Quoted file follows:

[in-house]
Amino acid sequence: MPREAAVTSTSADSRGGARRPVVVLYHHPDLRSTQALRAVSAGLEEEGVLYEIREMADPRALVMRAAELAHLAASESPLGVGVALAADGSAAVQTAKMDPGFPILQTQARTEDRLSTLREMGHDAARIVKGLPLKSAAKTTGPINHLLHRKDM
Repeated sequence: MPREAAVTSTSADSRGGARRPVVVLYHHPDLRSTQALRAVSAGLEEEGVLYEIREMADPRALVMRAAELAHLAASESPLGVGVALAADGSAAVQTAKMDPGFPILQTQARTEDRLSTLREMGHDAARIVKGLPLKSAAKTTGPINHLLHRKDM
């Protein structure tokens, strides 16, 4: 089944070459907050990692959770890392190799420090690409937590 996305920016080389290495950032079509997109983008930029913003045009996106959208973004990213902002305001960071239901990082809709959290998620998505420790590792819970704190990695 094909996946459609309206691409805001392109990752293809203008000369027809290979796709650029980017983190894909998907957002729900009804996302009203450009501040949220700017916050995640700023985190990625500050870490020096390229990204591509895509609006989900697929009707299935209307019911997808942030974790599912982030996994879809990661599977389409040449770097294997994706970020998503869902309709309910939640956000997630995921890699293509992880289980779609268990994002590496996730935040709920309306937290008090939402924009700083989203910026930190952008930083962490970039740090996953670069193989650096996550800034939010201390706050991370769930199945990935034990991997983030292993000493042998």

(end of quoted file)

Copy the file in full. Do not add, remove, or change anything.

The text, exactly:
[in-house]
Amino acid sequence: MPREAAVTSTSADSRGGARRPVVVLYHHPDLRSTQALRAVSAGLEEEGVLYEIREMADPRALVMRAAELAHLAASESPLGVGVALAADGSAAVQTAKMDPGFPILQTQARTEDRLSTLREMGHDAARIVKGLPLKSAAKTTGPINHLLHRKDM
Repeated sequence: MPREAAVTSTSADSRGGARRPVVVLYHHPDLRSTQALRAVSAGLEEEGVLYEIREMADPRALVMRAAELAHLAASESPLGVGVALAADGSAAVQTAKMDPGFPILQTQARTEDRLSTLREMGHDAARIVKGLPLKSAAKTTGPINHLLHRKDM
């Protein structure tokens, strides 16, 4: 089944070459907050990692959770890392190799420090690409937590 996305920016080389290495950032079509997109983008930029913003045009996106959208973004990213902002305001960071239901990082809709959290998620998505420790590792819970704190990695 094909996946459609309206691409805001392109990752293809203008000369027809290979796709650029980017983190894909998907957002729900009804996302009203450009501040949220700017916050995640700023985190990625500050870490020096390229990204591509895509609006989900697929009707299935209307019911997808942030974790599912982030996994879809990661599977389409040449770097294997994706970020998503869902309709309910939640956000997630995921890699293509992880289980779609268990994002590496996730935040709920309306937290008090939402924009700083989203910026930190952008930083962490970039740090996953670069193989650096996550800034939010201390706050991370769930199945990935034990991997983030292993000493042998």